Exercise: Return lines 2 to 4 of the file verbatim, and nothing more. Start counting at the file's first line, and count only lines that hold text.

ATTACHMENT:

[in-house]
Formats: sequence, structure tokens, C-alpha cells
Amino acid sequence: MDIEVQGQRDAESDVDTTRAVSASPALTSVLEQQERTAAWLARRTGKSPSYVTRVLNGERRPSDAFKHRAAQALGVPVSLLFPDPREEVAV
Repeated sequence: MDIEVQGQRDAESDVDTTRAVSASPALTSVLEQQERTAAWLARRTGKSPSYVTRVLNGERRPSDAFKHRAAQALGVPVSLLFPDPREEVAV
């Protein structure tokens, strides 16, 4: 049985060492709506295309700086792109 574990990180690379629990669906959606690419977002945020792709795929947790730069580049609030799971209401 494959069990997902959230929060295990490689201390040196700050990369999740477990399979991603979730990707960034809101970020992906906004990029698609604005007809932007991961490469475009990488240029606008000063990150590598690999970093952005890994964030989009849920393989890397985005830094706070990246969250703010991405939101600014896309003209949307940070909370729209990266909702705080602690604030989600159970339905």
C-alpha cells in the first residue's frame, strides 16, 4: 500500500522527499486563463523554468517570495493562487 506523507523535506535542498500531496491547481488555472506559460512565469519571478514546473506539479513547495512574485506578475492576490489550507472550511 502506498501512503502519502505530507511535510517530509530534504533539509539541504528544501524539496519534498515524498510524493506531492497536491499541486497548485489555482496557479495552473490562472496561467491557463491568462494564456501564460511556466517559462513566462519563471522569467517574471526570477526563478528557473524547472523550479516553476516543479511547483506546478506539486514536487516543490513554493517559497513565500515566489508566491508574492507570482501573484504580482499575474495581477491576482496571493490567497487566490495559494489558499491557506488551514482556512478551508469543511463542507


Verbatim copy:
Formats: sequence, structure tokens, C-alpha cells
Amino acid sequence: MDIEVQGQRDAESDVDTTRAVSASPALTSVLEQQERTAAWLARRTGKSPSYVTRVLNGERRPSDAFKHRAAQALGVPVSLLFPDPREEVAV
Repeated sequence: MDIEVQGQRDAESDVDTTRAVSASPALTSVLEQQERTAAWLARRTGKSPSYVTRVLNGERRPSDAFKHRAAQALGVPVSLLFPDPREEVAV